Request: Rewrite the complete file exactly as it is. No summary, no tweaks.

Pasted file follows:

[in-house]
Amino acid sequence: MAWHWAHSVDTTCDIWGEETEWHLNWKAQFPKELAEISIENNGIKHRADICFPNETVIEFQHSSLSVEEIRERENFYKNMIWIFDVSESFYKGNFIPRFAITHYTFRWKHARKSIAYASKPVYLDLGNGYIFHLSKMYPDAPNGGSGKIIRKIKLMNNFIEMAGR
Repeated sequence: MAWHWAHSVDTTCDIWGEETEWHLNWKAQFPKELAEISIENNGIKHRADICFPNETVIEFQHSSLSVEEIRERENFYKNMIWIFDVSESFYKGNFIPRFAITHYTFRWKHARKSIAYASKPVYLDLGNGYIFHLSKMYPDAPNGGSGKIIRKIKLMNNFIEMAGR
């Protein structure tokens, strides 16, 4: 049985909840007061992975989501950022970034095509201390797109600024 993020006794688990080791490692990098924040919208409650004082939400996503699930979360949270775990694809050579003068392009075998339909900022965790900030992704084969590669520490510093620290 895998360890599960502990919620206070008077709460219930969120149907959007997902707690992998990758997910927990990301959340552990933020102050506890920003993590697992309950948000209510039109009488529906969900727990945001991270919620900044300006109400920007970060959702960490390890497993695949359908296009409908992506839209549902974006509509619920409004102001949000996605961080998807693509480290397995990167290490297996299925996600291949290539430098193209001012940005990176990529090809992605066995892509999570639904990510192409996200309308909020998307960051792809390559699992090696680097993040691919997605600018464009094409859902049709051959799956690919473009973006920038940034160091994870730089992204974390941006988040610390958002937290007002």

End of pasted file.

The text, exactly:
[in-house]
Amino acid sequence: MAWHWAHSVDTTCDIWGEETEWHLNWKAQFPKELAEISIENNGIKHRADICFPNETVIEFQHSSLSVEEIRERENFYKNMIWIFDVSESFYKGNFIPRFAITHYTFRWKHARKSIAYASKPVYLDLGNGYIFHLSKMYPDAPNGGSGKIIRKIKLMNNFIEMAGR
Repeated sequence: MAWHWAHSVDTTCDIWGEETEWHLNWKAQFPKELAEISIENNGIKHRADICFPNETVIEFQHSSLSVEEIRERENFYKNMIWIFDVSESFYKGNFIPRFAITHYTFRWKHARKSIAYASKPVYLDLGNGYIFHLSKMYPDAPNGGSGKIIRKIKLMNNFIEMAGR
């Protein structure tokens, strides 16, 4: 049985909840007061992975989501950022970034095509201390797109600024 993020006794688990080791490692990098924040919208409650004082939400996503699930979360949270775990694809050579003068392009075998339909900022965790900030992704084969590669520490510093620290 895998360890599960502990919620206070008077709460219930969120149907959007997902707690992998990758997910927990990301959340552990933020102050506890920003993590697992309950948000209510039109009488529906969900727990945001991270919620900044300006109400920007970060959702960490390890497993695949359908296009409908992506839209549902974006509509619920409004102001949000996605961080998807693509480290397995990167290490297996299925996600291949290539430098193209001012940005990176990529090809992605066995892509999570639904990510192409996200309308909020998307960051792809390559699992090696680097993040691919997605600018464009094409859902049709051959799956690919473009973006920038940034160091994870730089992204974390941006988040610390958002937290007002």